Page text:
Have you ever seen a Coca Cola advertisement in which two smiling elderly of 85 years old look at each other, radiant, sipping on the same straw? Forget it. Our visual culture is focused on young body images.

With a demography in which the vast majority is young this is the ideal, even for the elderly, and we find that quite normal. But demographics are ever changing, and according to the UN, we will see more people over 55 than young people in 2050. Does this mean that there is also something going to happen to the visual culture in particular and culture in general?

It is just one of the things that will be a driving force and will have a huge impact on our culture. Our culture will change. When Ko Schuurhof introduced the AOW (elderdom pension) in The Netherlands under Drees II, demography was completely different. The law was written under these specific circumstances in 1956. Many workers, a few self-employed and most people die on their 67th. It is kind of ironic that Ko Schuurhof himself died at the age of 62, he has never been able to enjoy his own law. With the two pillars, a demography with a few elderly and a much lower mortality age, the state pension was feasible and affordable. As Abraham de Swaan said in his book Care and State, the state took responsibility to save for the elderly days of the population.

The law has since been adapted many times to social trends, most recently in 2006. And now it has changed so much that Drees now had an uphill to convince the elites of a carefree old age of the worker.

We are therefore of a generation in which it is normal that the state takes care of us. From our cradle to our grave. This is extremely evident when you stick your nose a centimeter outside the Netherlands and preferably even further. We are doing research in Cambodia about the ways in which care for the elderly is applied. The Netherlands is on all ranking lists on almost number one and spends on top of the pension 16 billion on care for the elderly with a GDP of 850 billion. Cambodia is not giving a single penny on elderly care with a GDP of 85 billion. Both countries have about the same number of people, the demography of Cambodia now resembles the demographics of the time of Drees, a huge baby boom after the Pol Pot era is now of age. However, by 2050 Cambodia will be like the Netherlands today.

My awareness of the enormous dynamics and difference of care by the state, really hit me when I was visiting a little shed where the 91 year old Nou Tab lives.

We interviewed him and frequently saw tears in his eyes. He was too weak to stand up straight. His daughter looked after him, but that was it. The monks didn’t help no longer, he said, they only come if you give them something. No medicine cabinet, whether or not locked by some maffia inspection. When you consider that every person in the Netherlands over 60 takes some kind of medicine against old age and pain, it is clear that this man had more problems with his physical discomfort than the average elderly in the Netherlands. And that at a temperature of more than 32 degrees in a dump which is not more than a roof with some higher parts where you can sleep on.

No inspection to verify whether there is liquid soap in the toilet instead of a bar of soap, because a bar of soap could fall on the ground and you could slip on in, then the living environment is of course very unsafe! Nou Tab did not even have soap. We have gone back to him, embraced him and showed our respect. We left him enough food so he could go on for a while.Imagine, I was a young Dutchman and I grew up without a care. I went to a free school and a University where I received additional money to study. Then subsequently without too much worry start a career. Perfectly normal, right? When it all fails there is always assistance, arrangements to help with debt relief and if it goes wrong with physical disability there is a doctor by your side. When I get 65 years old I will receive a state pension. Well sir Tap has never had a penny. He had to work instead of going to school.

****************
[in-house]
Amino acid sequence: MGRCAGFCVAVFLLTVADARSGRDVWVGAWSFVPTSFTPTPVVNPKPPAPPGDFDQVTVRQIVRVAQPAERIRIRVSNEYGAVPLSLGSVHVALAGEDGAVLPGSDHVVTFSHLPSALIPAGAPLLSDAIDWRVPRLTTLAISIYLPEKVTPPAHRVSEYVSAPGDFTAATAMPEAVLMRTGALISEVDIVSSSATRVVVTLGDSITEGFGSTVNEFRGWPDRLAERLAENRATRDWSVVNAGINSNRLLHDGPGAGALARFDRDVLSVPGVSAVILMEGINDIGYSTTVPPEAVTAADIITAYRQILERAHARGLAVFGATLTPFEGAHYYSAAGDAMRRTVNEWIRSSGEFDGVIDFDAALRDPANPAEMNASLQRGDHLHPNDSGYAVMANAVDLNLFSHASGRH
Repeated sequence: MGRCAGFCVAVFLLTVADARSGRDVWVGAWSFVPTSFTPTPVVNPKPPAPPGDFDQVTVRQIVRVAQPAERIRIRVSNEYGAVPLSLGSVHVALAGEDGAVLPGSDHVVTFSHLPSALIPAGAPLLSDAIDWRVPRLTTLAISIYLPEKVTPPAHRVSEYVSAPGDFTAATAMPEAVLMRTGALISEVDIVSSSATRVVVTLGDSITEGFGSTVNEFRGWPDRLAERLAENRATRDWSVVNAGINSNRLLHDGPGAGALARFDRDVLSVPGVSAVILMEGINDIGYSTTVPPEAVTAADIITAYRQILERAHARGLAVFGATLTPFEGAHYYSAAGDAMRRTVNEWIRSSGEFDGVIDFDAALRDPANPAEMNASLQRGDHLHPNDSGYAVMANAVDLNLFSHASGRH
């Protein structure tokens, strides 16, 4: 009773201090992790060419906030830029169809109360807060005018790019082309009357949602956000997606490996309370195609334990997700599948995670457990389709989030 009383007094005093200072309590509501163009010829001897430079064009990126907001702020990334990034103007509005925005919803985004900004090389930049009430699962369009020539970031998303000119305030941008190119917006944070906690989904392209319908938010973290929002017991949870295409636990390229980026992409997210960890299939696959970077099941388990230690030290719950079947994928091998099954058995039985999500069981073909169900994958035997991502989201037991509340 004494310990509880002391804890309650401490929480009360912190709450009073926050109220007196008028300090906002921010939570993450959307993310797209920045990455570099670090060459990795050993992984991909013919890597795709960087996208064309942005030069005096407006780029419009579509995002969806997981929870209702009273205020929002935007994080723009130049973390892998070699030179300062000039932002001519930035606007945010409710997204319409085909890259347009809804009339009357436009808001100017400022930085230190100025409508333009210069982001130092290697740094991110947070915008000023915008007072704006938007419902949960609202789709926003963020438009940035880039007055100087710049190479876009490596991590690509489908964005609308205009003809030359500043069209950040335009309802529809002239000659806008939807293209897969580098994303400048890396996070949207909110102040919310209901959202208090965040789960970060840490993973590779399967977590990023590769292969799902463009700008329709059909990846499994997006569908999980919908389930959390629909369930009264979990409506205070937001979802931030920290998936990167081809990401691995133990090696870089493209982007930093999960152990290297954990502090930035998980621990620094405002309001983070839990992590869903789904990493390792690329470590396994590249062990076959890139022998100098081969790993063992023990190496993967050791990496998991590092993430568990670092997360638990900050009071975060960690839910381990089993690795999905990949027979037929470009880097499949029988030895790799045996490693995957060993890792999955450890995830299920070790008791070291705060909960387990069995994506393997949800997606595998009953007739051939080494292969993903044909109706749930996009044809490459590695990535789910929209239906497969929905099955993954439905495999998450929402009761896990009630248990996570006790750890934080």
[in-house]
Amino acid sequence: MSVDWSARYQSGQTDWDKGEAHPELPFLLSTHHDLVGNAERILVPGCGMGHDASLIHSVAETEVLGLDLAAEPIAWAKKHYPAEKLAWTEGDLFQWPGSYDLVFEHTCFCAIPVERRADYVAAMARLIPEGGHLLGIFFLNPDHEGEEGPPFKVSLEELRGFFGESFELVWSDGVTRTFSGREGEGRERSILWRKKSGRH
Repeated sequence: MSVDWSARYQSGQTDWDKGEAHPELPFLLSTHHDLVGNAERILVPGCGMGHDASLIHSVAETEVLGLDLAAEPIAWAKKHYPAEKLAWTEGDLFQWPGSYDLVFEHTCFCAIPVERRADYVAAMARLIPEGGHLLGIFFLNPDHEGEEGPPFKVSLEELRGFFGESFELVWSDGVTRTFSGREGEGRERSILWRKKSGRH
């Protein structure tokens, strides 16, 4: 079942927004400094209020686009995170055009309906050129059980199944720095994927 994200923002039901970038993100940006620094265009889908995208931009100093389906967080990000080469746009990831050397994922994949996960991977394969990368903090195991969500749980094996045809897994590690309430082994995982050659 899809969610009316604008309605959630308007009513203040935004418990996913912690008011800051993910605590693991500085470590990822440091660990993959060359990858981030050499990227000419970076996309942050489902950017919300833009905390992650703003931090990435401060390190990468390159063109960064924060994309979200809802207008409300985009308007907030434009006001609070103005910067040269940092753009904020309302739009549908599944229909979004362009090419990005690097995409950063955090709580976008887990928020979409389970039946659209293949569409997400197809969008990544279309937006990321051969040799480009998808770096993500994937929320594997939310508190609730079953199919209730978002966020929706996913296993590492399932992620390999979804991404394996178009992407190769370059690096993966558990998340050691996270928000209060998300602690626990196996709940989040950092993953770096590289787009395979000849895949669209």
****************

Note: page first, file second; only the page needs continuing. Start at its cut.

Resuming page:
The lack of an elderly care system provides a significantly lower average death age/ In the Netherlands the people get 83 years old, in Cambodia that is 65. They get old in distressing poverty circumstances. Of the 1 million senior citizens living in Cambodia today, 200,000 survive by the gifts they receive from their neighbors and have a structural shortage of food and care.

It would be an interesting exercise to assume a scenario in which we would plan that the state no longer provides care in the Netherlands. Taxes could go down, there is no more contribution needed to the state pension and many other laws, wage costs could go down and the economy can grow again significantly. Even apart from all agencies that gobble up 10% of the cash return. That should sound great to the ears of accountants, right? Maybe Mr. Rutte is silently dreaming about this at night.

What would the Netherlands look like? What would we do then when there are bad situations? Establish an inspection that will check all those impoverished elderly or have a sticker on their custard that it can be preserved up to 3 days in the refrigerator? Do they still have a refrigerator?

Such scenario planning is a serious offer. Very inspiring and helpful to make a decision in the future.

Nou Tab in his 'house' in Cambodia, elderly man with no income or health care
Nou Tab in his ‘house’ in Cambodia

Leave a Reply

Your email address will not be published. Required fields are marked *

This site uses Akismet to reduce spam. Learn how your comment data is processed.

Next Post

There used to be a strong social bond in the pagoda

Wed Sep 7 , 2016
In our search for the lives and life questions of elderly in Cambodia, we also interview the young generation. Sochoeun (37) a sociology teacher and […]
Old people in cambodia go to pagoda

You May Like